Today, cryptography has moved beyond the realm of dilettantes and soldiers to become a sophisticated scientific art—combining mathematics, physics, computer science, and electrical engineering. It not only protects messages, but it also safeguards our privacy. From email to banking transactions, modern cryptography is used everywhere.
In recent years, machines have grown increasingly capable of listening, communicating, and learning—transforming the way they collaborate with us, and significantly impacting our economy, health, and daily routines. Who, or what, are these thinking machines? As we teach them to become more sophisticated, how will they complement our lives?
For decades, biologists have read and edited DNA, the code of life. Revolutionary developments are giving scientists the power to write it. Instead of tinkering with existing life forms, synthetic biologists may be on the verge of writing the DNA of a living organism from scratch.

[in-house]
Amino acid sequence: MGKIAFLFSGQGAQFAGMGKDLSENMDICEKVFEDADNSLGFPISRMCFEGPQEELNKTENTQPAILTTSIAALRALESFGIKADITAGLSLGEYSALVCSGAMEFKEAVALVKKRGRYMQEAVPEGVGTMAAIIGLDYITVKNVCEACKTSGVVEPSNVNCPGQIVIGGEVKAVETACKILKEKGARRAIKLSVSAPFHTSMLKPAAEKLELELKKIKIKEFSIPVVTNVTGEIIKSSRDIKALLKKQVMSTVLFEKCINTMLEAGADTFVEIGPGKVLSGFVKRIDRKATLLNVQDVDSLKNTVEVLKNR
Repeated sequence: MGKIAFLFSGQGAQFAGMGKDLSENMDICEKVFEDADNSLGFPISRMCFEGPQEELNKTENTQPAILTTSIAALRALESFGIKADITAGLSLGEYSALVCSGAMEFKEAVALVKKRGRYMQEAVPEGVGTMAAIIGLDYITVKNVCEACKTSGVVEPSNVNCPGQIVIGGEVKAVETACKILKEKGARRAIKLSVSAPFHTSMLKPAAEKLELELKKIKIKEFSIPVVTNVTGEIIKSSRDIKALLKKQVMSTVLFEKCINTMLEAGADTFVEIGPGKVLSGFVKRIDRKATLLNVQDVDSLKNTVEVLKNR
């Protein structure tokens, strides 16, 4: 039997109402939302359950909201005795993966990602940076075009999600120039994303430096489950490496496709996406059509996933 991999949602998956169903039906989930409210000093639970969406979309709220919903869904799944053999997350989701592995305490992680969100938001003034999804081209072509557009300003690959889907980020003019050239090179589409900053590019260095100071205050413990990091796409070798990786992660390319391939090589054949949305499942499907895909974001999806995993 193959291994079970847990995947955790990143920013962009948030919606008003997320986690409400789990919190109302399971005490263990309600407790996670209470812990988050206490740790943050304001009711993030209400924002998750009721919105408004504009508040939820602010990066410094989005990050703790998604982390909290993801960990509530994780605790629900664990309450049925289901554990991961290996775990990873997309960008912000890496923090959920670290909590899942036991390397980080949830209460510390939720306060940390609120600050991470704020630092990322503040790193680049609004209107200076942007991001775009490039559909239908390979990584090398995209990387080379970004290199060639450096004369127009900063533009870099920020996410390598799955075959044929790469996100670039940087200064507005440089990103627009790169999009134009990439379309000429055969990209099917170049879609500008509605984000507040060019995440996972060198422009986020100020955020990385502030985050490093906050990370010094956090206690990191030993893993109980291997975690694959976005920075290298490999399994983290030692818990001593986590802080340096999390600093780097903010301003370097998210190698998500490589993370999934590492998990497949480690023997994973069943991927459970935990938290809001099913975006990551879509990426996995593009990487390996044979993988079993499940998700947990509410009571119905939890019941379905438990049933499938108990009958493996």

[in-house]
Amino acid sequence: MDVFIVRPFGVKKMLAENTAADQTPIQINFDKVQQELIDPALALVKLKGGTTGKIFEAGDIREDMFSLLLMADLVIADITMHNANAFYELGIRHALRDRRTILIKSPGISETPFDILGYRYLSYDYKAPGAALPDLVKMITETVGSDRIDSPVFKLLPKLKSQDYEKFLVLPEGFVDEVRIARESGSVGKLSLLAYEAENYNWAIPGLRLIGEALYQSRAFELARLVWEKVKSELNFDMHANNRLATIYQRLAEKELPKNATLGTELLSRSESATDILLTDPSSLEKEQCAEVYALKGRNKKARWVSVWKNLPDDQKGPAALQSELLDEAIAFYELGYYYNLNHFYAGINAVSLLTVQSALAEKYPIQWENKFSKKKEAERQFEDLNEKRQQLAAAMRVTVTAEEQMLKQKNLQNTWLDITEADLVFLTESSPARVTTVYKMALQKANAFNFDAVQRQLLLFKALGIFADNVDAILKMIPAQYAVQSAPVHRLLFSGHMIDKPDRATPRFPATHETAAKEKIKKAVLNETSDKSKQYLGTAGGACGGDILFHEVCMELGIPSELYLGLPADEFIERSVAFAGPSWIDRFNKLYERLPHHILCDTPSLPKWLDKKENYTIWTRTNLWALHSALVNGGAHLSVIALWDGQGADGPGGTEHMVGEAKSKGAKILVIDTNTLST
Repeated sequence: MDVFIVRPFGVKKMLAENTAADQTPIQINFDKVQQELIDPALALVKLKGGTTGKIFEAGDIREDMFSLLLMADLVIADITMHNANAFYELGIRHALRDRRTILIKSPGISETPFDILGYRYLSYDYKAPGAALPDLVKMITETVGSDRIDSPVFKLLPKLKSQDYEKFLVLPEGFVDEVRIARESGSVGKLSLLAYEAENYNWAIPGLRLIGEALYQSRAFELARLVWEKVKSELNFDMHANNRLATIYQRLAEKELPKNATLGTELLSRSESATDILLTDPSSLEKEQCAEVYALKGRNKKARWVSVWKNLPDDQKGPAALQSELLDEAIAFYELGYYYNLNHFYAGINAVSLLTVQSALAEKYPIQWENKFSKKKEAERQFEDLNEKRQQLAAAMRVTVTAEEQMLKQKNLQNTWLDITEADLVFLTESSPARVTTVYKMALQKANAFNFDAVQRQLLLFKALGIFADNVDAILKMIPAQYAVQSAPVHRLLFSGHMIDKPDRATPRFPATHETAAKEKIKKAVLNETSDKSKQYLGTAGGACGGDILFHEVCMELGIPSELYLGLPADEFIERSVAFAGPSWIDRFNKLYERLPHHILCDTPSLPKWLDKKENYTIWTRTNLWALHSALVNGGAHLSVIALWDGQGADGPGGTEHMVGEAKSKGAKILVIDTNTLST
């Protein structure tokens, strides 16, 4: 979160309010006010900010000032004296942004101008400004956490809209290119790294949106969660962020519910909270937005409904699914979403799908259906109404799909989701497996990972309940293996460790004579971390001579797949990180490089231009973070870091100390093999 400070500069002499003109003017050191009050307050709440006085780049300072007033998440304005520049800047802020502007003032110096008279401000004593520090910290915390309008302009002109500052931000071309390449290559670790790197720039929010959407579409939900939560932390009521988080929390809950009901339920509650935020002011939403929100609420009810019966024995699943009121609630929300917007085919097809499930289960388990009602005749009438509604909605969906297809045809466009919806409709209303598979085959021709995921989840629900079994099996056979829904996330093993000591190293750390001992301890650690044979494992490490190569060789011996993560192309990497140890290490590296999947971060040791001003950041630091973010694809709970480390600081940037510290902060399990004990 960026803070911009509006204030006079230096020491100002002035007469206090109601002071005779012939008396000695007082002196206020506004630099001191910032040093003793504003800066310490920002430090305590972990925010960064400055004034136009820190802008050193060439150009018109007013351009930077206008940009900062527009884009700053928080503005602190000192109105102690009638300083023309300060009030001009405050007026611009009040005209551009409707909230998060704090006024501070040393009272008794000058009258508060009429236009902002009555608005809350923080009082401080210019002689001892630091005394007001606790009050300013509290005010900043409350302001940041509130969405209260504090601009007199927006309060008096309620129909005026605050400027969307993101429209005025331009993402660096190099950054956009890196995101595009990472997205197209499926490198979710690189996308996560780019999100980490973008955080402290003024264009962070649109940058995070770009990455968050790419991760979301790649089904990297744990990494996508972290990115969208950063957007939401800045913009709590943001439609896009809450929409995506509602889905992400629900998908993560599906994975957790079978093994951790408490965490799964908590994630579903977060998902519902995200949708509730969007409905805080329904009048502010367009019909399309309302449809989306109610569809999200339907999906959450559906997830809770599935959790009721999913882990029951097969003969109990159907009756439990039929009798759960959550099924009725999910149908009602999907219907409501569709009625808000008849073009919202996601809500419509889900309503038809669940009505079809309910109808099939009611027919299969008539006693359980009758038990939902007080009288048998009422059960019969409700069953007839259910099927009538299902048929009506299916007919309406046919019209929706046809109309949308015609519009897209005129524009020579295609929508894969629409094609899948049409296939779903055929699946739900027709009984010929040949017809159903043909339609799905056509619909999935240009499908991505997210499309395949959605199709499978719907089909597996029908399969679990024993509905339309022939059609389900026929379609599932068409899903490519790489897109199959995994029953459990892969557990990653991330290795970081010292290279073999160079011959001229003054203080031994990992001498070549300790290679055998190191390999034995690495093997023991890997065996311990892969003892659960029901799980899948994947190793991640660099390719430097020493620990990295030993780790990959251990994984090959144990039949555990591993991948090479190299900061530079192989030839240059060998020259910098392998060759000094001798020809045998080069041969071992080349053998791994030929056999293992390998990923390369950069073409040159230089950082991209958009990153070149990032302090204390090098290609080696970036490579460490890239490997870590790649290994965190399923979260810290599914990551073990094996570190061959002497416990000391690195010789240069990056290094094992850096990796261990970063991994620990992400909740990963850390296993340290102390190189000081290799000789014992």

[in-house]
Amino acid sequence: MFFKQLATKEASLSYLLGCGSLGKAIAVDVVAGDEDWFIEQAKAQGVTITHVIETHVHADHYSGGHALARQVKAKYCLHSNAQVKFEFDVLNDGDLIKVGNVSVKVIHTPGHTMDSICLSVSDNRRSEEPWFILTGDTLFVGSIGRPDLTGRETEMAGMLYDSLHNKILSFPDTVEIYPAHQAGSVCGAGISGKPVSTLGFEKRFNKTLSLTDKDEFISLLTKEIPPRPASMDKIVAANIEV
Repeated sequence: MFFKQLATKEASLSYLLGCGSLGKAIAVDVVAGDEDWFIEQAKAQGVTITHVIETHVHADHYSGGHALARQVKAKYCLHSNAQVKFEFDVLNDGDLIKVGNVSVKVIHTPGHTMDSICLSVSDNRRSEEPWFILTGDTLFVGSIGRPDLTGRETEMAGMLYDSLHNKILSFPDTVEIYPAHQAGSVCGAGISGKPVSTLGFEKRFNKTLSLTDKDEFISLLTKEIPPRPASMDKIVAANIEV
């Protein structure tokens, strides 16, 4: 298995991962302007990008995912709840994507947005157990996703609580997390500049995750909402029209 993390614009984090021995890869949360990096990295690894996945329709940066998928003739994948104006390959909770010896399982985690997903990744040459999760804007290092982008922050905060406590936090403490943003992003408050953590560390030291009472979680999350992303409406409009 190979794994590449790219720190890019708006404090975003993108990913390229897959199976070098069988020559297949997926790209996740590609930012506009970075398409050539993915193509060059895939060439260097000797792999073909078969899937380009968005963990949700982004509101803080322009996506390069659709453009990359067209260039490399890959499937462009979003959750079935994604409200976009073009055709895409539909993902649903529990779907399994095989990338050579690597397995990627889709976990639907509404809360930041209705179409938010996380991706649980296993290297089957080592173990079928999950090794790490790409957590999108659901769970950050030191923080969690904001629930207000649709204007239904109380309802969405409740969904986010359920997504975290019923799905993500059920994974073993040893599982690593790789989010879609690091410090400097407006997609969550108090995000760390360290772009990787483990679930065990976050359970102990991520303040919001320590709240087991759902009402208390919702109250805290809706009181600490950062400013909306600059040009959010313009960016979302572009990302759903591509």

Today, there are robots that make art, move like dancers, tell stories, and even help human chefs devise unique recipes. But is there ingenuity in silico? Can computers be creative? …
What made Albert Einstein one of the greatest scientific geniuses the world has ever known? His scientific breakthroughs revolutionized the way we understand the universe.
Famed neurologist Oliver Sacks joined award-winning journalist John Hockenberry to discuss Sacks’ latest book, which explores the bewitching and surreal world of hallucinations.